If you decide to walk the short Cave Spring Trail in Canyonlands National Park, you will be rewarded with unique encounters with history and nature.
The 0.6 mile loop trail takes you past a narrow cowboy camp tucked under a rock ledge. Camps like these were in use from the late 1800s to 1975. The Scorup-Sommerville Cattle Company managed as many as 10,000 cattle in this region. Cowboys lived a life on the range and artifacts from their outdoor camp remain at this site.
This site was prized due to the fact that a spring existed here. Rainwater percolated through the sandstone over this site and carved out alcoves.
Sites such as these hosted cowboys in the recent past, but Native Americans lived here thousands of years before them. Their rock art can be seen in parts of the cave. The spring is considered a sacred place to descendants of these people.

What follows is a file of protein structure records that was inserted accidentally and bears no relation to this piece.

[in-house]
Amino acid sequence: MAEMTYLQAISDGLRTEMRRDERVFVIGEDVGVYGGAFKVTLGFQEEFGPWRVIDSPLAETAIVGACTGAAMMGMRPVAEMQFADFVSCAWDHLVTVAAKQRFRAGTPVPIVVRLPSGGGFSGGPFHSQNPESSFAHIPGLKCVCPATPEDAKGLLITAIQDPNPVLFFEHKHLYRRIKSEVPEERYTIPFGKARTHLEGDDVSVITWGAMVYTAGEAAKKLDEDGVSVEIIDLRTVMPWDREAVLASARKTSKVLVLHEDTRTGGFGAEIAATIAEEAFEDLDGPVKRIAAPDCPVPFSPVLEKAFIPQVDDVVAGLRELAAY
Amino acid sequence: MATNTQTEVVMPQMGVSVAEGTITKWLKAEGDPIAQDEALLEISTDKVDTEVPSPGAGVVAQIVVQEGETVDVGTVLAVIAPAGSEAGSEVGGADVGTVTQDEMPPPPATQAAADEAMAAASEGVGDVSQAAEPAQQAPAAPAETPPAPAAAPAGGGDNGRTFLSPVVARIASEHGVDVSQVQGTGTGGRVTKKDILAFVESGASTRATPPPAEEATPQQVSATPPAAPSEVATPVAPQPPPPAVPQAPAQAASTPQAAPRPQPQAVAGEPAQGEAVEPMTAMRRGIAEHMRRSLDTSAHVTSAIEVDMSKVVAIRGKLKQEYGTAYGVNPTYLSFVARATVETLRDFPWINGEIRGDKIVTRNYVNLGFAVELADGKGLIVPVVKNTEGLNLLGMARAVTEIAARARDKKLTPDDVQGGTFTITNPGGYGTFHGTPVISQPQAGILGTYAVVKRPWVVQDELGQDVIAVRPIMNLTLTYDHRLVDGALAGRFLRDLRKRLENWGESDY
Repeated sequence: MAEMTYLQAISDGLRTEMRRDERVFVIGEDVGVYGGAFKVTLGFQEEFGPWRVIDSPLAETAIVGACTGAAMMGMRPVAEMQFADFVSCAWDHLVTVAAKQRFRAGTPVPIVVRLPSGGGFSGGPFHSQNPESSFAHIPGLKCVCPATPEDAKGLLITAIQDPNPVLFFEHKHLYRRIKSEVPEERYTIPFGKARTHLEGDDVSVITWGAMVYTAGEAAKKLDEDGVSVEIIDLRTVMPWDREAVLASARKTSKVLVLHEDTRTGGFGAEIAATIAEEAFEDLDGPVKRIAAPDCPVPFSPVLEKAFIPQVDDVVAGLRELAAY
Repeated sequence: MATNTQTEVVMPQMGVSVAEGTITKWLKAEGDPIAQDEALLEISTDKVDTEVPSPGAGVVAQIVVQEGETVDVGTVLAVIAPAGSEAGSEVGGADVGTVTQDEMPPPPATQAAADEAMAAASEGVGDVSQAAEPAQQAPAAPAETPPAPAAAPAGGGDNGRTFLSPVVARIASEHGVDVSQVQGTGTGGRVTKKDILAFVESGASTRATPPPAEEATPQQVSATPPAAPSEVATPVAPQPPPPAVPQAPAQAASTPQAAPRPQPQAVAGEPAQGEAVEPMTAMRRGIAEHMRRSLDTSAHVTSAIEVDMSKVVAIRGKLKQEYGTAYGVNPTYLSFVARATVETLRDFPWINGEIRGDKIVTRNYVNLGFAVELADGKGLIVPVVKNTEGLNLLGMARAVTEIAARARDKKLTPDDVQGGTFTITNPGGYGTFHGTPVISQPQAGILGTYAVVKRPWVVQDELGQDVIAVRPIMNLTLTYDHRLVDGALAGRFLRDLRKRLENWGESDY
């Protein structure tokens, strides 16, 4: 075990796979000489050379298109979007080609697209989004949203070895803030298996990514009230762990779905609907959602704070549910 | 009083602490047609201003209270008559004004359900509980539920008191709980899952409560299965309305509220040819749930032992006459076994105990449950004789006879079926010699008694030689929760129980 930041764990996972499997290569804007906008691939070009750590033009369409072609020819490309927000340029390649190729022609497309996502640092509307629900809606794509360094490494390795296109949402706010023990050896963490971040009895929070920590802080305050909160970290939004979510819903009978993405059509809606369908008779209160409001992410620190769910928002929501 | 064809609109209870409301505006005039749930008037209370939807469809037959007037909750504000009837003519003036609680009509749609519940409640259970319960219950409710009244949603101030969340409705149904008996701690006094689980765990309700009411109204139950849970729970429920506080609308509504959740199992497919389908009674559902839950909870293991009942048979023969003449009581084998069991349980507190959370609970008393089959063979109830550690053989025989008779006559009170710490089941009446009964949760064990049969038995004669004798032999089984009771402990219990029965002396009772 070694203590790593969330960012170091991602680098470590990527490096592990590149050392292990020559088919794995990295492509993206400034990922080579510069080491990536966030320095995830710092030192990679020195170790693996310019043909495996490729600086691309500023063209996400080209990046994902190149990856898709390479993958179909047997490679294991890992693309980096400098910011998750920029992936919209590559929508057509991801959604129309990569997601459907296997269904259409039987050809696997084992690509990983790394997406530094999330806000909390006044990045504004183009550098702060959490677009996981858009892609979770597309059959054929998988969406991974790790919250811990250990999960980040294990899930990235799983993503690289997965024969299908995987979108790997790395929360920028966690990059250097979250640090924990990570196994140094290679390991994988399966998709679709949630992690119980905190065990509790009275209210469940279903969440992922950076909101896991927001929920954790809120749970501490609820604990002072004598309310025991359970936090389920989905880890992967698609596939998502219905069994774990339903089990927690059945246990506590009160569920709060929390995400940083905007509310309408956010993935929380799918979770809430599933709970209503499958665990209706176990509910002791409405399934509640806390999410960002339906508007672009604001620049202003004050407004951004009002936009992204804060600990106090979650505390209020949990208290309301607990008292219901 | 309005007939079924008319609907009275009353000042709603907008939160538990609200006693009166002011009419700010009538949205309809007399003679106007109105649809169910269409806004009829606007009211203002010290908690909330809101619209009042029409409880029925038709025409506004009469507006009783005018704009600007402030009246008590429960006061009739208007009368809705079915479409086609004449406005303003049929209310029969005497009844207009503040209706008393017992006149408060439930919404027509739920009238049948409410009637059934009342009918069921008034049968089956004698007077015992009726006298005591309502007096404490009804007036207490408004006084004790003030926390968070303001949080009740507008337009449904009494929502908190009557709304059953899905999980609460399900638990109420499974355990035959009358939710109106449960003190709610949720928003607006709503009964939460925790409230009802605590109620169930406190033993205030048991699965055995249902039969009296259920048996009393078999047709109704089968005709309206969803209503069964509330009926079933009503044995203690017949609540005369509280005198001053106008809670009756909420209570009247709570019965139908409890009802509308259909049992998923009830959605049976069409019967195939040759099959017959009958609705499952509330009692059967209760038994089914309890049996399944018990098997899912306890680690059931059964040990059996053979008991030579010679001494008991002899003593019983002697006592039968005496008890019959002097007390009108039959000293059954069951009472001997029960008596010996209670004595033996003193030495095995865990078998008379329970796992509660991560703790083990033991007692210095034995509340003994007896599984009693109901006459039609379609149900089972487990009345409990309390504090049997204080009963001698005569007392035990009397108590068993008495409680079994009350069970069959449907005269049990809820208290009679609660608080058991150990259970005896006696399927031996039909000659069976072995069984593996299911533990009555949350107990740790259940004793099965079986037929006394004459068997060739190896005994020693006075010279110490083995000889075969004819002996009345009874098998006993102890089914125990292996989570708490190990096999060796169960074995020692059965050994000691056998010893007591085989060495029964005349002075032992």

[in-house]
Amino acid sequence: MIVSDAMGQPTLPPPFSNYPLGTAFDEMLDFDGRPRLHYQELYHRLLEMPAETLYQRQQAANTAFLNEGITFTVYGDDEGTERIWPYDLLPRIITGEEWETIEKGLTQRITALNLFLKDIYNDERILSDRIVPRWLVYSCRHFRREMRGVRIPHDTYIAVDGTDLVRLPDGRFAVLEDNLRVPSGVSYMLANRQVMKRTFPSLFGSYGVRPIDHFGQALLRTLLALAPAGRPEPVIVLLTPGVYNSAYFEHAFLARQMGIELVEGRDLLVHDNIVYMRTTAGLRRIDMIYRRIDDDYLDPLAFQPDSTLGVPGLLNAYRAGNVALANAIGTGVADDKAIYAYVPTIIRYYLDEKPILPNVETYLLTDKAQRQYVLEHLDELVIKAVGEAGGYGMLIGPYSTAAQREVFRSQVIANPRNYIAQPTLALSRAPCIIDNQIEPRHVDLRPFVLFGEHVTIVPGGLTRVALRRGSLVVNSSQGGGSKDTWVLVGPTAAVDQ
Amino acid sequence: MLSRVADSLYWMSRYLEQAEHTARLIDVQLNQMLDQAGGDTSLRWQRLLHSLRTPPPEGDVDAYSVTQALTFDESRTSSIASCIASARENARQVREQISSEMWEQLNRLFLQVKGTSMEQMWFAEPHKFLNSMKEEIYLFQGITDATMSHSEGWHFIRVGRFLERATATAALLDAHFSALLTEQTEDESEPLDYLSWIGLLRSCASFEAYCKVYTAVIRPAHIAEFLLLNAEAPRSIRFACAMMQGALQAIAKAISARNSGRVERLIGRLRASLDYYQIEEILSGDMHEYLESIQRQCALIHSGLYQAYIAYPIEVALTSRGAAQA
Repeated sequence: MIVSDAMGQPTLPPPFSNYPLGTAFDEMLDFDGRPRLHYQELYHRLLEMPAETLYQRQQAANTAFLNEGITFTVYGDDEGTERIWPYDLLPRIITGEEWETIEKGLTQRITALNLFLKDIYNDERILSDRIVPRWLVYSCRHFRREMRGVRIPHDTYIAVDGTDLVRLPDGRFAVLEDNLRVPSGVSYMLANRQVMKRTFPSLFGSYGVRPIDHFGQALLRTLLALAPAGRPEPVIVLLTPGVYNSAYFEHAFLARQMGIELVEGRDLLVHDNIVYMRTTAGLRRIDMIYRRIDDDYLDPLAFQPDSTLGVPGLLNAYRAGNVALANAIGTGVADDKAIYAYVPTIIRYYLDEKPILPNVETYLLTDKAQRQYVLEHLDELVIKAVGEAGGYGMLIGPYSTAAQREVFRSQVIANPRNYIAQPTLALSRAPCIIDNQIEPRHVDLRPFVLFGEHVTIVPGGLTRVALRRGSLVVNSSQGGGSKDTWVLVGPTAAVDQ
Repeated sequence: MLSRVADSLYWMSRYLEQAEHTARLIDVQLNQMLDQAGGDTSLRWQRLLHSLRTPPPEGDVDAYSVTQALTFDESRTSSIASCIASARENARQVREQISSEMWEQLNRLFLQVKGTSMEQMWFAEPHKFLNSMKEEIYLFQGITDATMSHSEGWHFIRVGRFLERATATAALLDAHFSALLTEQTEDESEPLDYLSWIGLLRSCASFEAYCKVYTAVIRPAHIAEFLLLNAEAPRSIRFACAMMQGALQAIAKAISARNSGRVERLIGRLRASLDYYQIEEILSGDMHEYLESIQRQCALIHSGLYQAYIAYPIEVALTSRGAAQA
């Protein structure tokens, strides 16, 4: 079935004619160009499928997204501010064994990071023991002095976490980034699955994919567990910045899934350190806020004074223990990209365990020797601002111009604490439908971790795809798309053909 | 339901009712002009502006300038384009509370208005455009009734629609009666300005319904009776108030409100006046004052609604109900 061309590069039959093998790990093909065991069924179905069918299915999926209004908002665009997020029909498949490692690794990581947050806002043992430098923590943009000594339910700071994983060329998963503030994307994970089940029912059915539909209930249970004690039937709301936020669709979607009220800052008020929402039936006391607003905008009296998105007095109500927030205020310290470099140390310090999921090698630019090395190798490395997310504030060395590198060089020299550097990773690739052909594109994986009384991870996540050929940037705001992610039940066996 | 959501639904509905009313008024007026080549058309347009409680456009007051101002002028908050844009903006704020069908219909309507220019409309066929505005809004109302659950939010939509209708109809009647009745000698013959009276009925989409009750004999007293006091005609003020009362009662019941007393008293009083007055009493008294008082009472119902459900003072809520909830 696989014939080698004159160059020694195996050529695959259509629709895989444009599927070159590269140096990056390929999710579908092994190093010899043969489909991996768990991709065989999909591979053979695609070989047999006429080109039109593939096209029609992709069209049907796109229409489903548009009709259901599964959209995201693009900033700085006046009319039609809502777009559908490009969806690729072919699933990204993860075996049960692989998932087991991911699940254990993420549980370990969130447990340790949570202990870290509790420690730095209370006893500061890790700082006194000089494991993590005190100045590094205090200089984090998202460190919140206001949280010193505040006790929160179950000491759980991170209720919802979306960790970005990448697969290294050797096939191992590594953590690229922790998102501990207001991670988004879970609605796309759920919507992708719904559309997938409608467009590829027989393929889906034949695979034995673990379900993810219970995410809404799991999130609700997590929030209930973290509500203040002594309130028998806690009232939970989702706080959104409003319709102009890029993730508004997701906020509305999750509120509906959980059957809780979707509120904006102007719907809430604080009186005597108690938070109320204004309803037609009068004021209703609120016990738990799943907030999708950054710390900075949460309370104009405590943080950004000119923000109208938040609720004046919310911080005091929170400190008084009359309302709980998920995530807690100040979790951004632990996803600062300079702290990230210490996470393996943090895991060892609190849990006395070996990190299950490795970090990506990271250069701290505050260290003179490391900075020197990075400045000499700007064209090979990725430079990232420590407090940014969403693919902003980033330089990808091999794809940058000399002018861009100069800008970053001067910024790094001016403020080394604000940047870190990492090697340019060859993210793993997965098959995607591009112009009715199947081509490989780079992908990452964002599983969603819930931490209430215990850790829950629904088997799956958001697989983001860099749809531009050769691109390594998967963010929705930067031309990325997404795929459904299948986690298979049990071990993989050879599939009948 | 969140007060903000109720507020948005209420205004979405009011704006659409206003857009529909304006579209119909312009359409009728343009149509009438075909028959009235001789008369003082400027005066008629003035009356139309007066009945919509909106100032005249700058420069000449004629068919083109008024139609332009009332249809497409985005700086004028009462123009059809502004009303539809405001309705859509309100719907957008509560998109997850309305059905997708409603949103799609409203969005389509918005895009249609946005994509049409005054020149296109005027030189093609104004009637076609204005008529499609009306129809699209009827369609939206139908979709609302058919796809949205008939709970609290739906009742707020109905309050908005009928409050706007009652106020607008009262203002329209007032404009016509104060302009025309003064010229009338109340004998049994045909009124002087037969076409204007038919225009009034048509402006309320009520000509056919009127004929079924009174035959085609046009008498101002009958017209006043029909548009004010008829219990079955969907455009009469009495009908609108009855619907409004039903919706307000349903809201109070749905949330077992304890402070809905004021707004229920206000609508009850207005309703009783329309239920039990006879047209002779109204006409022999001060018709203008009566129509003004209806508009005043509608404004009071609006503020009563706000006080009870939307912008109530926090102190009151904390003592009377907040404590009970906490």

If you follow the trail farther, you’ll come to two narrow ladders that take you up to a slickrock sandstone plateau.
Follow the rock cairns marking the trail…
to get stunning 360-degree views of the Canyonlands.
The trail drops down into another narrow alcove and continues to the parking area. Cave Spring Trail isn’t long, but it packs a lot into a short distance.
I was especially impressed by the many interesting formations in the rock along this trail. Cave Spring Trail, and the nearby AMAZING petroglyphs of Newspaper Rock, made this one of our favorite stops on our trip to Utah’s National Parks.
Lens-Artists Photo Challenge (LAPC) – Narrow